For the second part of the seminar, Morag invited us to examine two examples of work from Carol Ann Duffy: First Summer and Star and Moon, both featuring mother and child relationships. Voicing one's opinions on poetry to the world's first professor of children's poetry could have been quite daunting, but I found myself, no longer at school and looking for the correct answer, liberated to give a genuine response to the works, albeit a response mediated through the lens of motherhood, which was also a stimulus for Duffy to write much of her poetry for children. Which brings me to one of the key dilemmas of the critical study of children's literature – it is written for children, and yet it's is impossible for the adult author, parent or teacher to know exactly how a child reads and experiences children's literature, including poetry.

I considered myself to be someone not much concerned with poetry. Like many adults, the last time I devoted much thought to it was at school, although I have read and enjoyed poetry written for children with my own family. The seminar with Professor Styles has reopened a gate into the garden of children's verse.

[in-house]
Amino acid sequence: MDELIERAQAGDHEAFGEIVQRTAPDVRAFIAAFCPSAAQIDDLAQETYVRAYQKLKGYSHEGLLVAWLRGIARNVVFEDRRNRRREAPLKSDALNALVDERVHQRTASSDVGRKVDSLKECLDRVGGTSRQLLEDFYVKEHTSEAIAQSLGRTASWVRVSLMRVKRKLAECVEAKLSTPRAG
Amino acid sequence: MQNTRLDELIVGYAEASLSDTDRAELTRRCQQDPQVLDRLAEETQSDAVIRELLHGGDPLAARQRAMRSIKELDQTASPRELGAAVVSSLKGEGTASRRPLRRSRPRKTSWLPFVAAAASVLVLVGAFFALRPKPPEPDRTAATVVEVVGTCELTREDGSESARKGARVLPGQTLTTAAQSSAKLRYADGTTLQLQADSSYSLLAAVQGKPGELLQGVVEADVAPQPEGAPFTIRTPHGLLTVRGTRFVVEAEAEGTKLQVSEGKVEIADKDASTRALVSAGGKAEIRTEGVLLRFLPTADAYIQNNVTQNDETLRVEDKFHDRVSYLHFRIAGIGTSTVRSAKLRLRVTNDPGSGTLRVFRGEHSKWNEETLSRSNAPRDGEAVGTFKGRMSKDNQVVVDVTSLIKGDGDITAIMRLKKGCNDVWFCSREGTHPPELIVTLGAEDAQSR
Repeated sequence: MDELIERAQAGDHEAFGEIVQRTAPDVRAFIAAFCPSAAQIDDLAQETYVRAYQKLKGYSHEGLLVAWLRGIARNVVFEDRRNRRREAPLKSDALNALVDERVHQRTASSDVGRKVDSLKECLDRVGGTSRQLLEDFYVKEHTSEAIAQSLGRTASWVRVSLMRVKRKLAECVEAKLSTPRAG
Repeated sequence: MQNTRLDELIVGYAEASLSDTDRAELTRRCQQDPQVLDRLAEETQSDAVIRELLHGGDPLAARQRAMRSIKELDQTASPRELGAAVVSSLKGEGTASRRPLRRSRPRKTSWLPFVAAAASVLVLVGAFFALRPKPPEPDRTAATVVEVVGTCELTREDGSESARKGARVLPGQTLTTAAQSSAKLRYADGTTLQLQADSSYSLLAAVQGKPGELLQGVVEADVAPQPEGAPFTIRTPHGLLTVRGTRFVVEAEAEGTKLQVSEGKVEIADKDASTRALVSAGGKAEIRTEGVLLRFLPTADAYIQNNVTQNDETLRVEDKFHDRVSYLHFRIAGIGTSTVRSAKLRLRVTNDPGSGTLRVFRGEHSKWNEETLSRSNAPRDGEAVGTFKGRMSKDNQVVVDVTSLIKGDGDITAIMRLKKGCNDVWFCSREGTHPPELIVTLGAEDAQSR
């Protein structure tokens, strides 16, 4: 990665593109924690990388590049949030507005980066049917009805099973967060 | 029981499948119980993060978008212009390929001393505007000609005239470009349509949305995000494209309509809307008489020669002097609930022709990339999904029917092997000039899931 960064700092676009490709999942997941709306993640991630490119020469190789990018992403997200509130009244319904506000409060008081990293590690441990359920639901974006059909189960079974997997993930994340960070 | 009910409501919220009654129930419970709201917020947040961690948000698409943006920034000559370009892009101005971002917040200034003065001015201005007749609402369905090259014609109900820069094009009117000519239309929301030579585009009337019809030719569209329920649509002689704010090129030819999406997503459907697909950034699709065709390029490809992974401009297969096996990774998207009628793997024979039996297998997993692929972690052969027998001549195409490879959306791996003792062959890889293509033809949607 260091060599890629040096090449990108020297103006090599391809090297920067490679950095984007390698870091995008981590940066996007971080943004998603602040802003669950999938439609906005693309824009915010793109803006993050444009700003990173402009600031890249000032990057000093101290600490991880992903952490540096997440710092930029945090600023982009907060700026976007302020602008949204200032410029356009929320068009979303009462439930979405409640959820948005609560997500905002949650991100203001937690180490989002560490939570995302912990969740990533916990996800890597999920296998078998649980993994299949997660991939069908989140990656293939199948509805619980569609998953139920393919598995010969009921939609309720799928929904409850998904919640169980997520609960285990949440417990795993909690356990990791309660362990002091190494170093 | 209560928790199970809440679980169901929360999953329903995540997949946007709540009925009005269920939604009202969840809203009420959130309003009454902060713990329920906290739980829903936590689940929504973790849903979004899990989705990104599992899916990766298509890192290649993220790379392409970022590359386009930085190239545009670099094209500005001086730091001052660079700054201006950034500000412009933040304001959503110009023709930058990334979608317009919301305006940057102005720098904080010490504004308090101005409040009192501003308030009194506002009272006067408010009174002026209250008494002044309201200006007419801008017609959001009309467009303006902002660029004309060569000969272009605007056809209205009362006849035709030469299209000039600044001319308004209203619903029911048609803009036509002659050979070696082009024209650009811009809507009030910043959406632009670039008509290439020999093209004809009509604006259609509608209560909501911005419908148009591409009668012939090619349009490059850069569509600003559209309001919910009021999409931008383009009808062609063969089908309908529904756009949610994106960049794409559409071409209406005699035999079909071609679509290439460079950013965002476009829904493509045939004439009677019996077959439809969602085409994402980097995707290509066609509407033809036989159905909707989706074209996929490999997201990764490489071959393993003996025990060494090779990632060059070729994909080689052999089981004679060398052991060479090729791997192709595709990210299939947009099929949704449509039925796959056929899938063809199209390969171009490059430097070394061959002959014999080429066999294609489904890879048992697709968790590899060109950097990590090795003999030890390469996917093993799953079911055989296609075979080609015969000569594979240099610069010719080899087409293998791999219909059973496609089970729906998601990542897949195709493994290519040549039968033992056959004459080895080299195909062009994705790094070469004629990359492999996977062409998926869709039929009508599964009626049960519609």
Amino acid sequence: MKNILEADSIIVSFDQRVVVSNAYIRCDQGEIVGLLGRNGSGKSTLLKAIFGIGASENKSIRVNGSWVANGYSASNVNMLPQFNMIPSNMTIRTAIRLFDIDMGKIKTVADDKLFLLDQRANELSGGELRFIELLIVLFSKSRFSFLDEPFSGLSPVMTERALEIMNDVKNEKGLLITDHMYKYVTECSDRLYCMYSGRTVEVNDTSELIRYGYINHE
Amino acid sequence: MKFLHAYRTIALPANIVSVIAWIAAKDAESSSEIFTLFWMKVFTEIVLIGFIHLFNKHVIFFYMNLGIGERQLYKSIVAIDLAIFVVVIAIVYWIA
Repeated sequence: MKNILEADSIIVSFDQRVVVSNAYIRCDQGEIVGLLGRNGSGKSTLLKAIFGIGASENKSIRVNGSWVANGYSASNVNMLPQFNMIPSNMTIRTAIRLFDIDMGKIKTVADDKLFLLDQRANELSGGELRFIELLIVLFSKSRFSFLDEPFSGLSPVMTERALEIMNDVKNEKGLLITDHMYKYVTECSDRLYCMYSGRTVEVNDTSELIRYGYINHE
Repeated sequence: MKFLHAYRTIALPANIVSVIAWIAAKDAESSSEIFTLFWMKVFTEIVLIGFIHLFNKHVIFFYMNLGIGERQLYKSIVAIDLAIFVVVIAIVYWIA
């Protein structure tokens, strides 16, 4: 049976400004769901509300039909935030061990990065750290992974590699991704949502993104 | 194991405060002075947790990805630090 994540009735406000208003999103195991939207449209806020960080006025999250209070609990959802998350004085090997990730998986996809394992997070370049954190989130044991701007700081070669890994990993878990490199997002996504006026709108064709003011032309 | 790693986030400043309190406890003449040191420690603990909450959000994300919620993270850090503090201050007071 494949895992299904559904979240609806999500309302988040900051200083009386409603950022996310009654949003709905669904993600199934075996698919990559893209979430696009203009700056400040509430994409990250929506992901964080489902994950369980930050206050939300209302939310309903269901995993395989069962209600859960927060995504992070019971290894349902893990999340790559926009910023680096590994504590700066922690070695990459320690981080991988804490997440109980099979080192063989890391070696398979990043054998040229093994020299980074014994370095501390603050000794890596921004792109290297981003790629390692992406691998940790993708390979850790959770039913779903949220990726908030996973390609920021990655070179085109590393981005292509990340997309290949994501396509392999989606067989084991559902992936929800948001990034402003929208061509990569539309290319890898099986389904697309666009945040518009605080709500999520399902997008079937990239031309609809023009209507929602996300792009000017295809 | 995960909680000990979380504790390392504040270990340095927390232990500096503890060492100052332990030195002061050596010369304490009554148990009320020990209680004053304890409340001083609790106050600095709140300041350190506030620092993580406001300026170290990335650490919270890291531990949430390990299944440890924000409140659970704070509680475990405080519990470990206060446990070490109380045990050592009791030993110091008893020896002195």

Tuesday, 2 October 2012

A celebration of reading: choosing books for Carnegie and Greenaway

In this guest post, Gordana Nesterovic describes an event to choose nominations for the prestigious Carnegie and Greenaway awards, and concludes that the methods used would be transferrable to other situations, such as the classroom or a children's book club.

I attended this free event in the Mitchell Library last week along with about 14 other participants. It was organised by CILIP (Chartered Institute of Library and Information Professionals) in order to decide on the Scottish nominees for CILIP's Carnegie and Kate Greenaway Children’s Book Awards for 2013. The event had a party theme, so the first part of it was set up as a game – there were 20 props for guessing book titles, all previous award winners. Some of them were really hard to guess, but some, like I will not ever never eat a tomato or Each peach, pear, plum were easy, and all of them provided a great sense of achievement once completed.